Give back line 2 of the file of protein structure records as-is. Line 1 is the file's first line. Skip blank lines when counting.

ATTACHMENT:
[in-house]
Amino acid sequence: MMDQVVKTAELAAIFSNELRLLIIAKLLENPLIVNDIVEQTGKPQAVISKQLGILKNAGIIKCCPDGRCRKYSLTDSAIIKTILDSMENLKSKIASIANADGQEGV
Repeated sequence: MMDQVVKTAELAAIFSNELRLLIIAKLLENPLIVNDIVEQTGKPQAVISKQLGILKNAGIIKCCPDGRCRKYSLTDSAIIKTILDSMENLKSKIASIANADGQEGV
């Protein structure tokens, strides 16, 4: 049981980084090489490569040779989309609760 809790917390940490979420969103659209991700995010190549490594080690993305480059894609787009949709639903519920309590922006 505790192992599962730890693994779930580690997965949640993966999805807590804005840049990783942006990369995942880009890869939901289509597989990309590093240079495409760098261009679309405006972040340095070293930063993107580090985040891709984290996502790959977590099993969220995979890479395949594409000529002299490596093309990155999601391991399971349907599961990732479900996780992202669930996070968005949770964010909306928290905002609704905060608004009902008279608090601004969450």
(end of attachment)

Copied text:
Amino acid sequence: MMDQVVKTAELAAIFSNELRLLIIAKLLENPLIVNDIVEQTGKPQAVISKQLGILKNAGIIKCCPDGRCRKYSLTDSAIIKTILDSMENLKSKIASIANADGQEGV